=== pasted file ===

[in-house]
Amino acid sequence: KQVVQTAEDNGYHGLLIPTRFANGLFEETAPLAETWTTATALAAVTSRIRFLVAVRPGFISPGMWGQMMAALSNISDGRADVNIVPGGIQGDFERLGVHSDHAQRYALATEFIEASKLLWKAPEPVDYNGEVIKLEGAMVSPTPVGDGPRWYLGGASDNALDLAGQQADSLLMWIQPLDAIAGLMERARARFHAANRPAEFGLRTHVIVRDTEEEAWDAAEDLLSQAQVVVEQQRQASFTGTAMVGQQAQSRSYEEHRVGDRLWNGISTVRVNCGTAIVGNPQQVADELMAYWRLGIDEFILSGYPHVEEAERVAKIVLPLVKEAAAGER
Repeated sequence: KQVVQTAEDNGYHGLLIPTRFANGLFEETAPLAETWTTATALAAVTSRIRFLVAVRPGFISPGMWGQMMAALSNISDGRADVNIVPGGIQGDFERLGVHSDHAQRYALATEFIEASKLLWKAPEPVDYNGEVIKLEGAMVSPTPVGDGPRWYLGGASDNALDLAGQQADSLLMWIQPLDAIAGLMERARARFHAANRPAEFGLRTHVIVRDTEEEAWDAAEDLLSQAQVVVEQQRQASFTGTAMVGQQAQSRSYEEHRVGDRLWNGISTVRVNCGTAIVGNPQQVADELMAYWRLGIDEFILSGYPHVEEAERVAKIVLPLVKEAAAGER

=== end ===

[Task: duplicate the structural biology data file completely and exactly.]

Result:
[in-house]
Amino acid sequence: KQVVQTAEDNGYHGLLIPTRFANGLFEETAPLAETWTTATALAAVTSRIRFLVAVRPGFISPGMWGQMMAALSNISDGRADVNIVPGGIQGDFERLGVHSDHAQRYALATEFIEASKLLWKAPEPVDYNGEVIKLEGAMVSPTPVGDGPRWYLGGASDNALDLAGQQADSLLMWIQPLDAIAGLMERARARFHAANRPAEFGLRTHVIVRDTEEEAWDAAEDLLSQAQVVVEQQRQASFTGTAMVGQQAQSRSYEEHRVGDRLWNGISTVRVNCGTAIVGNPQQVADELMAYWRLGIDEFILSGYPHVEEAERVAKIVLPLVKEAAAGER
Repeated sequence: KQVVQTAEDNGYHGLLIPTRFANGLFEETAPLAETWTTATALAAVTSRIRFLVAVRPGFISPGMWGQMMAALSNISDGRADVNIVPGGIQGDFERLGVHSDHAQRYALATEFIEASKLLWKAPEPVDYNGEVIKLEGAMVSPTPVGDGPRWYLGGASDNALDLAGQQADSLLMWIQPLDAIAGLMERARARFHAANRPAEFGLRTHVIVRDTEEEAWDAAEDLLSQAQVVVEQQRQASFTGTAMVGQQAQSRSYEEHRVGDRLWNGISTVRVNCGTAIVGNPQQVADELMAYWRLGIDEFILSGYPHVEEAERVAKIVLPLVKEAAAGER